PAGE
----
Yeah—we went back. RAWR!

There is a secret bond between slowness and memory, between speed and forgetting. Consider this utterly commonplace situation: a man is walking down the street. At a certain moment, he tries to recall something, but the recollection escapes him. Automatically he slows down. Meanwhile, a person who wants to forget a disagreeable
incident he has just lived through starts unconsciously to speed up his pace, as if he were trying to distance himself from a thing still too close to him in time.

In existential mathematics, that experience takes the form of two basic equations: the degree of slowness is directly proportion to the intensity of memory; the degree of speed is directly proportional to the intensity of forgetting.

Milan Kundera, from Slowness (HarperCollins, 1996)

(Source: liquidnight)

(Reblogged from quienesesachica)
One day, whether you
are 14,
28 
or 65

you will stumble upon
someone who will start
a fire in you that cannot die.

However, the saddest,
most awful truth
you will ever come to find––

is they are not always
with whom we spend our lives.
Beau Taplin, "The Awful Truth"  (via le-crystal)

(Source: afadthatlastsforever)

(Reblogged from stainedglasstears)
(Reblogged from stainedglasstears)
dichotomization:

In 1933, a girl dressed all in blue came to Willoughby, Ohio on a Greyhound bus. She stayed the night in a boarding house before spending the next day greeting everyone with heartfelt warmth. At the end of the day, she saw the train to New York approach, dropped her cases, sprinted for the track, was hit by the train and died of her injuries. No one knew her name for 60 years, yet 3,000 people attended her funeral. And no one will ever know if it was an accident or suicide.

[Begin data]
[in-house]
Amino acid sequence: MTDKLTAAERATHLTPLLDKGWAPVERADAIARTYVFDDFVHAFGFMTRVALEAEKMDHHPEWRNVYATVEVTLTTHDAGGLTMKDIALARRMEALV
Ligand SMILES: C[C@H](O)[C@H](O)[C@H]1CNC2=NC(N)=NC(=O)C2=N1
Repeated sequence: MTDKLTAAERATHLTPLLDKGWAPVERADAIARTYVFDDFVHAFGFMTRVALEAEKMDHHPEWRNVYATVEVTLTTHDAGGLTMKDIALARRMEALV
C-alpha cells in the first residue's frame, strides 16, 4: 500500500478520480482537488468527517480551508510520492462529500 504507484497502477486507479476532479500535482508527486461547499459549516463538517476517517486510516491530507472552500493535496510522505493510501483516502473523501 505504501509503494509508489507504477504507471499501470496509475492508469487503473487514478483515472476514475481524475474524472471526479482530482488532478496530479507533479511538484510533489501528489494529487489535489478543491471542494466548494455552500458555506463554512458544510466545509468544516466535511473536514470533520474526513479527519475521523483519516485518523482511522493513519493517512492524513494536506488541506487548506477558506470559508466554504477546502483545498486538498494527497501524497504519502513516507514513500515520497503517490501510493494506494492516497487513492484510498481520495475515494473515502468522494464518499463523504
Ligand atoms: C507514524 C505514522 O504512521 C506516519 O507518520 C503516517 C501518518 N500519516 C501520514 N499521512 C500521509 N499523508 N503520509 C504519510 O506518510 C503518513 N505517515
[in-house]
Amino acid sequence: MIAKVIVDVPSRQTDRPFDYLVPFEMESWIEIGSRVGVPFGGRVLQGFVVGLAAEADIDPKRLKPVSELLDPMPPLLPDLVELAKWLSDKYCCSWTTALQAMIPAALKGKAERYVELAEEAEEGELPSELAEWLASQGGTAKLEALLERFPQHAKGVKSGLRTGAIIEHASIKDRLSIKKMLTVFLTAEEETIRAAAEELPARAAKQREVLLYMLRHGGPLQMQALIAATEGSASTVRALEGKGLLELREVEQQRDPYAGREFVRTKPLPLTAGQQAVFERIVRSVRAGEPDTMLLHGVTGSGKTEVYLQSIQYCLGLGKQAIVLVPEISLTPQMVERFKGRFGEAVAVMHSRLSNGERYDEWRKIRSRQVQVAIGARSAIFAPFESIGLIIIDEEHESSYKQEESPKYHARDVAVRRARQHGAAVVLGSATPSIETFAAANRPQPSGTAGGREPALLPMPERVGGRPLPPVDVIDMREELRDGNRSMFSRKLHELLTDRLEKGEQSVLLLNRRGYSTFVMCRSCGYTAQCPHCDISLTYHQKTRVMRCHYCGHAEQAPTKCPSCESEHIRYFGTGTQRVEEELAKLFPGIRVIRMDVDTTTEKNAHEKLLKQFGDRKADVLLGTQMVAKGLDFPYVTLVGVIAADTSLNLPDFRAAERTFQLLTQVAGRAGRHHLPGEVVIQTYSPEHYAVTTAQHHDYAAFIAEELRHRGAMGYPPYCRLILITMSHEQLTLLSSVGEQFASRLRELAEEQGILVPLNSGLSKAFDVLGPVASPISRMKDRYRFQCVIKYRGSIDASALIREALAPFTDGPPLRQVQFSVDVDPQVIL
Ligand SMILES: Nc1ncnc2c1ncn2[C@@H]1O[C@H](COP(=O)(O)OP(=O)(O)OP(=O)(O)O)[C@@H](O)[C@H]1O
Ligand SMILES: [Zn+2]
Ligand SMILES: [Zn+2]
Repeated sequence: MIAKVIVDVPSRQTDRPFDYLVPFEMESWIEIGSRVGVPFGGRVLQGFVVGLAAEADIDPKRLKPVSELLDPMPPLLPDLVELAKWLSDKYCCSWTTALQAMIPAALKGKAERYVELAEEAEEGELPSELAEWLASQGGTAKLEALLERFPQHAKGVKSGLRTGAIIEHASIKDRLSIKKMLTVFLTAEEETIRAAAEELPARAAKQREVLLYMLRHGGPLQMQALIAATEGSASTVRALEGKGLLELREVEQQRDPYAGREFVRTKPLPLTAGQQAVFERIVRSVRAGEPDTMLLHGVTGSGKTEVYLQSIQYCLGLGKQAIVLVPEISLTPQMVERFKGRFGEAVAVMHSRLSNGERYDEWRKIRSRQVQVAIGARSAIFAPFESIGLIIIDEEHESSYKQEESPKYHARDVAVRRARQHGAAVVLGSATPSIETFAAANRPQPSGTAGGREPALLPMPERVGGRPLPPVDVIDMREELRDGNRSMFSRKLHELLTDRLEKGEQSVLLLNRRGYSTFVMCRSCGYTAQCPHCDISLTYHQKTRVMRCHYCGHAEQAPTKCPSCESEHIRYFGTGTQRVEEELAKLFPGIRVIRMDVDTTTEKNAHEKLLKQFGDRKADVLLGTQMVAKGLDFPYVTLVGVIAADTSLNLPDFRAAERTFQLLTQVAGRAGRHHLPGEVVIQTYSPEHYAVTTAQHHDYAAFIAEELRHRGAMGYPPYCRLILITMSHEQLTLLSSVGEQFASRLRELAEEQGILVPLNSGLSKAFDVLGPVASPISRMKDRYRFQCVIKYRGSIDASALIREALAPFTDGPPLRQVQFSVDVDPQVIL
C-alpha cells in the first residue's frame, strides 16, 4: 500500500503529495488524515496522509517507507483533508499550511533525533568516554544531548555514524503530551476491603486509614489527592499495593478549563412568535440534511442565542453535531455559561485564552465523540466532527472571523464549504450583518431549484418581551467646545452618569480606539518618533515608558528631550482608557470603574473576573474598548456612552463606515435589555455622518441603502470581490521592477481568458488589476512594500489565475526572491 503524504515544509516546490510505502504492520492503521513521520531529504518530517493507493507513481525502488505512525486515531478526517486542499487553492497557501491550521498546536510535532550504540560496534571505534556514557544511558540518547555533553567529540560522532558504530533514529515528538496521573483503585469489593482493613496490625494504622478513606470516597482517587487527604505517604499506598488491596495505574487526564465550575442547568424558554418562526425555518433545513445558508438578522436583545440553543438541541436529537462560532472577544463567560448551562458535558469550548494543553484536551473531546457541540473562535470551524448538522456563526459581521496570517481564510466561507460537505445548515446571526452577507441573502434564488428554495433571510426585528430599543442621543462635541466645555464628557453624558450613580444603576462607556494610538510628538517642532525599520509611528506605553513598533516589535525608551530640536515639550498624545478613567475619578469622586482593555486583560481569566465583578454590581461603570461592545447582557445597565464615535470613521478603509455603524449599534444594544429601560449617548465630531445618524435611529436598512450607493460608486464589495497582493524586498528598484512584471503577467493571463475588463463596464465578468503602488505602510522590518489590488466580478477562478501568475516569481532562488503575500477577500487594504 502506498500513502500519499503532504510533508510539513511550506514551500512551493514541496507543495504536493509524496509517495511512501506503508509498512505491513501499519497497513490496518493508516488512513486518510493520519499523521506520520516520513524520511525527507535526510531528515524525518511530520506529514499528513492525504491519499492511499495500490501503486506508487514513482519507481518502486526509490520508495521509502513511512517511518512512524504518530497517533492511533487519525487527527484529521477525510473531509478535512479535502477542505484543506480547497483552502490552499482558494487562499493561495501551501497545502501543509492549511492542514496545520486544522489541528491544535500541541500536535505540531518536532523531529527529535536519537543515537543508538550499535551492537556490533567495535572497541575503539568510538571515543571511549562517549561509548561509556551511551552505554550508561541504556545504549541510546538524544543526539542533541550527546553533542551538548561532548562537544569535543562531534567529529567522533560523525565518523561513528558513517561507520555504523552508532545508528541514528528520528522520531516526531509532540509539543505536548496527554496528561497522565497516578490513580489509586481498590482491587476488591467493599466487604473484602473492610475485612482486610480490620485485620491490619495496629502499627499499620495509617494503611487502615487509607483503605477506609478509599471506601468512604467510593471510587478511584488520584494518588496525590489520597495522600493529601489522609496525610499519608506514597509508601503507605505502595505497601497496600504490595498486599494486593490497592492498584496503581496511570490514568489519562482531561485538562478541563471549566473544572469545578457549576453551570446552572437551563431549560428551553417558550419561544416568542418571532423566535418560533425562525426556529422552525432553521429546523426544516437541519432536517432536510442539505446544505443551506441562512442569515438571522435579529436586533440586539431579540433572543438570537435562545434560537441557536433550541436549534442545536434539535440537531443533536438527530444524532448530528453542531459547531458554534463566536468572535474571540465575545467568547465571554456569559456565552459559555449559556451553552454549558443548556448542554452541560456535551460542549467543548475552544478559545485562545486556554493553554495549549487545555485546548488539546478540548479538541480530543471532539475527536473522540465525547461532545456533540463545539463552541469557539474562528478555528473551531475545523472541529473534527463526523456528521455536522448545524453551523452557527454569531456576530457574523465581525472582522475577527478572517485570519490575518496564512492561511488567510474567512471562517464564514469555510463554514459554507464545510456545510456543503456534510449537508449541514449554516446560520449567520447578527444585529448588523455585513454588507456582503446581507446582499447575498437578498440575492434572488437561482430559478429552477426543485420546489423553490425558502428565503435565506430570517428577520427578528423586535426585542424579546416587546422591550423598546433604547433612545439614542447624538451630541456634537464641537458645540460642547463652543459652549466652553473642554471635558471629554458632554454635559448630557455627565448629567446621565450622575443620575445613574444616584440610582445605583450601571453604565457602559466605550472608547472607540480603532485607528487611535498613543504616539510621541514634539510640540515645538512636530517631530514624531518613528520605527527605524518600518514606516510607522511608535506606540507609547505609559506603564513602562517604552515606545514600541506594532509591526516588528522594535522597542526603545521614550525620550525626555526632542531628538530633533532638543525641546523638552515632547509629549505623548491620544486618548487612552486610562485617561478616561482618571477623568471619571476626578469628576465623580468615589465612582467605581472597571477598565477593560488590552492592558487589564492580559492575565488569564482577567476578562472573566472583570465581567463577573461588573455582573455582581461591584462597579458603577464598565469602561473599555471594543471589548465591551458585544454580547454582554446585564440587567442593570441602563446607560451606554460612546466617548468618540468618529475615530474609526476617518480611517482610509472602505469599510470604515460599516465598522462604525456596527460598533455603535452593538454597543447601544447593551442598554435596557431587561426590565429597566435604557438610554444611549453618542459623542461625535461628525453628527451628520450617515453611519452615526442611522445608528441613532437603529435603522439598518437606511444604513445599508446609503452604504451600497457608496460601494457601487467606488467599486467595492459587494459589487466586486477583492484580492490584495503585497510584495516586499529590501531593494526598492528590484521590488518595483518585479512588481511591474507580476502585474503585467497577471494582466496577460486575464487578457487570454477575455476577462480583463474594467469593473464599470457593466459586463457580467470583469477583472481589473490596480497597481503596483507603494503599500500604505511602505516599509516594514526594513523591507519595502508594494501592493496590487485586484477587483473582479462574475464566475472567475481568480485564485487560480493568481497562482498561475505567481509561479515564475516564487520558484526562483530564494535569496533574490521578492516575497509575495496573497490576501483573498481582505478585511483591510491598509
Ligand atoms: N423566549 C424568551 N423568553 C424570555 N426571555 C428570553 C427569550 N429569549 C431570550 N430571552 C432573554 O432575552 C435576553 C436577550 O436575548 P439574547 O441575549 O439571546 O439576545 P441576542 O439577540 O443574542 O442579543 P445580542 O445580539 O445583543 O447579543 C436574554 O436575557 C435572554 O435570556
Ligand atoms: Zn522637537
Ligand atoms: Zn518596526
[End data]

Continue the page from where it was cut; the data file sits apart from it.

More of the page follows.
dichotomization:

In 1933, a girl dressed all in blue came to Willoughby, Ohio on a Greyhound bus. She stayed the night in a boarding house before spending the next day greeting everyone with heartfelt warmth. At the end of the day, she saw the train to New York approach, dropped her cases, sprinted for the track, was hit by the train and died of her injuries. No one knew her name for 60 years, yet 3,000 people attended her funeral. And no one will ever know if it was an accident or suicide.

(Reblogged from annacorinaa)
If every tiny flower wanted to be a rose, spring would lose its loveliness.
Saint Thérèse of Lisieux   (via oiseauperdu)

(Source: kvtes)

(Reblogged from annacorinaa)
If I loved you I would have written differently.
Alice Munro, “Too Much Happiness” (via larmoyante)
(Reblogged from livefreefindquiet)

(Source: HKANGELA)

(Reblogged from whimsical-nostalgia)
If people sat outside and looked at the stars each night, I bet they’d live a lot differently. When you look into infinity, you realize there are more important things than what people do all day.
Calvin and Hobbes   (via -explosive)

(Source: hurtlamb)

(Reblogged from outofchaoscomesclarity)

(Source: suicidewatch)

(Reblogged from breakmyheartonsunnydays)